PositiveThe New York Times Book Review...The Racketeer is an unusual book for Mr. Grisham. Unlike many of his others, it has no soapbox to stand on and is not out to teach lessons about justice ...is much more duplicitous than that. In its early stages it does follow the familiar Grisham template, in which a lawyer finds himself unexpectedly in legal trouble ...this is not a story about a triumph or a miscarriage of courtroom justice. It’s the more devious, surprising story of a smart man who gets even smarter once he spends five years honing his skills as a jailhouse lawyer — and then expertly concocts an ingenious revenge scheme ... Mr. Grisham writes with rekindled vigor here. Perhaps that’s because he hasn’t mired this book in excessive research.
Razor GirlCarl Hiaasen
RaveThe New York TimesCarl Hiaasen’s irresistible Razor Girl meets his usual sky-high standards for elegance, craziness and mike-drop humor. But this election-year novel is exceptionally timely, too ... [a] wonderfully overstocked book ... Finally, Mr. Hiaasen’s dialogue is too good to go unmentioned.
The TrespasserTana French
RaveThe New York Times...a tour de force ... The Trespasser is brisk but not breathless. It would be a pity if Ms. French raced through such beautifully conceived and executed material ... [French] has become required reading for anyone who appreciates tough, unflinching intelligence and ingenious plotting.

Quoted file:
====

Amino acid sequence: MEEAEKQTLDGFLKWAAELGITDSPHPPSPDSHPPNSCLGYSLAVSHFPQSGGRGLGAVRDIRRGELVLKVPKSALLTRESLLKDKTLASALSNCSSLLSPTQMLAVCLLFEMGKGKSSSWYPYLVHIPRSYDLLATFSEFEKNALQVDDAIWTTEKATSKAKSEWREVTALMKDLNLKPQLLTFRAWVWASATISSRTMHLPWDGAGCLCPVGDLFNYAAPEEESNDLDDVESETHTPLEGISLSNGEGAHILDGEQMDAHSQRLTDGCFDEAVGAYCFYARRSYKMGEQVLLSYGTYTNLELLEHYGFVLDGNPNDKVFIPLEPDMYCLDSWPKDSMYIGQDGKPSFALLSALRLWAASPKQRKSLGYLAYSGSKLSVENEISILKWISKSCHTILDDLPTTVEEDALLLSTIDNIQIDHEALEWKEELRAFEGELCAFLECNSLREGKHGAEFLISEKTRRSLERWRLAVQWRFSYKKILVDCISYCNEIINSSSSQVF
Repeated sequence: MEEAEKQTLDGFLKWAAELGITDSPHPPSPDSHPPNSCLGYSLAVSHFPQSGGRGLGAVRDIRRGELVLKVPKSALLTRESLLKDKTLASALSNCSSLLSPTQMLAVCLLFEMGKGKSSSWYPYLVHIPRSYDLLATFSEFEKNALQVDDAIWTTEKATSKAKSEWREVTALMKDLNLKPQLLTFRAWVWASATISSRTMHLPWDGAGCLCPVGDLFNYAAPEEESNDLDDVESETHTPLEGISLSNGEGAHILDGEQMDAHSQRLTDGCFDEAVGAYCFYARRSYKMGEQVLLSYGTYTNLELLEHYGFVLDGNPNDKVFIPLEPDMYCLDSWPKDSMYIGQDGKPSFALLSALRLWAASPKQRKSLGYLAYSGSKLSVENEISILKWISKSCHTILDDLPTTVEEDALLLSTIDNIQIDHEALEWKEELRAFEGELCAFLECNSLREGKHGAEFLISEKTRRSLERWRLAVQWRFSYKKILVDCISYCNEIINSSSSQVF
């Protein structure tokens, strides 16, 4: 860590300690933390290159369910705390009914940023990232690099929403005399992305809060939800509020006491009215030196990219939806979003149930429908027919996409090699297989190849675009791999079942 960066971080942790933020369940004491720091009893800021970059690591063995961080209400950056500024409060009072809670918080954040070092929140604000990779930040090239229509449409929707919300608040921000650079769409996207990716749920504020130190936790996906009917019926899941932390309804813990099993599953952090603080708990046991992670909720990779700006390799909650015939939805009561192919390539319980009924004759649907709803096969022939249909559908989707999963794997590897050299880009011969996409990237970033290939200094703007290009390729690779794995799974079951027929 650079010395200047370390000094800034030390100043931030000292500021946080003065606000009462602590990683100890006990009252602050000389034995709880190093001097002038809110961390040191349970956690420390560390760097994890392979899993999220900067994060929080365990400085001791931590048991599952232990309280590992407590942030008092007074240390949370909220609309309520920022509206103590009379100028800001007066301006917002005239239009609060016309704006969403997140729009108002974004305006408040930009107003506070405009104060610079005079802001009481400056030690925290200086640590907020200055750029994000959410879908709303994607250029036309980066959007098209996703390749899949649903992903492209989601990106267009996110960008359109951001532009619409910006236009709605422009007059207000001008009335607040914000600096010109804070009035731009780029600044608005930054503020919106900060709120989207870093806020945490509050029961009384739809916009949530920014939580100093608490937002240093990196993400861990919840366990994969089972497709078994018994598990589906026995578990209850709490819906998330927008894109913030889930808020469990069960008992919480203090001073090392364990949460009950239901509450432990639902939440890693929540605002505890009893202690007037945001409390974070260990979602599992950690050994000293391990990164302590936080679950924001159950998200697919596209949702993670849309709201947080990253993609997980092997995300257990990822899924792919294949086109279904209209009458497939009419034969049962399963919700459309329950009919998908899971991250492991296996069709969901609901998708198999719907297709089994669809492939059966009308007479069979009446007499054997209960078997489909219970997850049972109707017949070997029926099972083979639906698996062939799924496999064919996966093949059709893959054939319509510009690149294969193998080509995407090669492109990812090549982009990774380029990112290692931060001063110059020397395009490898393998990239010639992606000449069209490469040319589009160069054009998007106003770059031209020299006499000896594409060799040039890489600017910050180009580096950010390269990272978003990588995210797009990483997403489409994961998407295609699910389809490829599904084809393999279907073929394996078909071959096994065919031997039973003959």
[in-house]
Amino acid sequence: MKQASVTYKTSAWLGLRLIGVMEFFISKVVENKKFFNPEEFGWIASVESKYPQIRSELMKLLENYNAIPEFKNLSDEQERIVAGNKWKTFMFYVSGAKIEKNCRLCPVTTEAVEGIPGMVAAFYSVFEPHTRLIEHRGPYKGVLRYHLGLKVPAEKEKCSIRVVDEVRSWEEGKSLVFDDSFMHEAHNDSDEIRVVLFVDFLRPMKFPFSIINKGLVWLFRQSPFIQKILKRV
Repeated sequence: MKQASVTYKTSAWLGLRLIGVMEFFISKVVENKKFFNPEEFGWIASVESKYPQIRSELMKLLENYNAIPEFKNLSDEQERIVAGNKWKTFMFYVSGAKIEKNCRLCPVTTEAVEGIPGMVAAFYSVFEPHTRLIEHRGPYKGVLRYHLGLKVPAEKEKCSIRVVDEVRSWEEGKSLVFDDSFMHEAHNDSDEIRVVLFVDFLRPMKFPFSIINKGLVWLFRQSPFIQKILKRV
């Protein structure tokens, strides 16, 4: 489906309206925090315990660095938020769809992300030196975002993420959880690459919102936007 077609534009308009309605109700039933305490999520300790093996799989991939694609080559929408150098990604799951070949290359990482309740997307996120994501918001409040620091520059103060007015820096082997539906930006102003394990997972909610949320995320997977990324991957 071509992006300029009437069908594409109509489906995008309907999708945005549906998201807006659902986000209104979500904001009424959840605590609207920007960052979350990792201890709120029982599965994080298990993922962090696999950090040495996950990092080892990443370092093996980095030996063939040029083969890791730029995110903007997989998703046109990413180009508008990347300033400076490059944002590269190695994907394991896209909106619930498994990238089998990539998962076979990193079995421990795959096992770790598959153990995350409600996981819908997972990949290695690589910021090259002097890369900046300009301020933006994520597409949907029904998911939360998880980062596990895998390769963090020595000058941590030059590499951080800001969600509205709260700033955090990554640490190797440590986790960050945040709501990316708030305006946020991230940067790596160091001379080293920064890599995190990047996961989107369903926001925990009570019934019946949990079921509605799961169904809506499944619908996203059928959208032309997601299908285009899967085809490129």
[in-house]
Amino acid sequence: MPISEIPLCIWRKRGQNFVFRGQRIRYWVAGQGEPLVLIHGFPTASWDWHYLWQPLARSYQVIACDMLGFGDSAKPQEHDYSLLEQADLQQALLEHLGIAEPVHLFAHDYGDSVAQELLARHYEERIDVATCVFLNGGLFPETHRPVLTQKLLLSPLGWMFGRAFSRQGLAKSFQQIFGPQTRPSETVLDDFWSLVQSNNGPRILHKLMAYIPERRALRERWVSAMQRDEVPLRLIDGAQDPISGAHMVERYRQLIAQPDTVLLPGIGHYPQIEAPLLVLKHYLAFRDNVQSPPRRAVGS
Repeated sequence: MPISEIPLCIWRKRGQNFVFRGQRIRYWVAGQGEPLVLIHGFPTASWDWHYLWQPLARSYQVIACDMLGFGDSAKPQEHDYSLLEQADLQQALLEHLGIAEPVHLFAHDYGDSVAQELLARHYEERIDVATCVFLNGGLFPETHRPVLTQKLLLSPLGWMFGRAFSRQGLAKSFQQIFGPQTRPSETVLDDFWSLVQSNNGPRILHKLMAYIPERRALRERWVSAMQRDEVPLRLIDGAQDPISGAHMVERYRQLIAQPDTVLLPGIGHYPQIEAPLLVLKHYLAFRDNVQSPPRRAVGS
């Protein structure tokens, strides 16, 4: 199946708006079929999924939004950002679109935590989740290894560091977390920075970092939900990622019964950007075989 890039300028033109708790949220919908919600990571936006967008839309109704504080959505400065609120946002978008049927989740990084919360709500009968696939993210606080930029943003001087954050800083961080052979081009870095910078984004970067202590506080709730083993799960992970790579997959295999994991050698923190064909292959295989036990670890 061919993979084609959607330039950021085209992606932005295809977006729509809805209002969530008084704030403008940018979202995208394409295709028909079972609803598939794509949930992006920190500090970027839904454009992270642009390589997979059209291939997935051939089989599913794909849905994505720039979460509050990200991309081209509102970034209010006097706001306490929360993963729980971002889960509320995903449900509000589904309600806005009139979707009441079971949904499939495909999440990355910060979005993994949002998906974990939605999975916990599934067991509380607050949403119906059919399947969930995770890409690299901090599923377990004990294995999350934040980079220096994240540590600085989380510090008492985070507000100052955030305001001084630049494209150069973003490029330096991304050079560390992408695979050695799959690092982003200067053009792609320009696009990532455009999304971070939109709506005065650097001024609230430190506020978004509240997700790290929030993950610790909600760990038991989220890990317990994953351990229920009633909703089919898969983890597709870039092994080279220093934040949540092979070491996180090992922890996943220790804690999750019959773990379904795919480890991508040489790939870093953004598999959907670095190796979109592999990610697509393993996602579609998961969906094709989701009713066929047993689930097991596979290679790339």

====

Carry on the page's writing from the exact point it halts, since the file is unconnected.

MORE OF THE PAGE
The WhistlerJohn Grisham
PositiveThe New York TImes...the Grisham formula hasn’t gotten old. Or older. When he’s on his game, as he is with his latest, The Whistler, it really works ... Despite the bits of leaden language, Lacy does manage to come to life on the page. The Whistler also has a strong and frightening sense of place, painting part of the Panhandle as a lawless region where terrible things might happen, and do. And Mr. Grisham deserves credit for dependability: He is at heart an optimist who believes that wrongs can be ferreted out and righted. We could use a little of that these days.
The Wrong Side of Goodbye (A Harry Bosch Novel)Michael Connelly
PositiveThe New York TimesEach of these books is as memorable for its locations as it is for narrative or even denouement, and The Wrong Side of Goodbye really takes Harry traveling. ... All of it is etched in indelible detail and with great care. The people of The Wrong Side of Goodbye may not be with you by the next time Harry comes around. But the settings will be etched into the Bosch road map of California life.
Night SchoolLee Child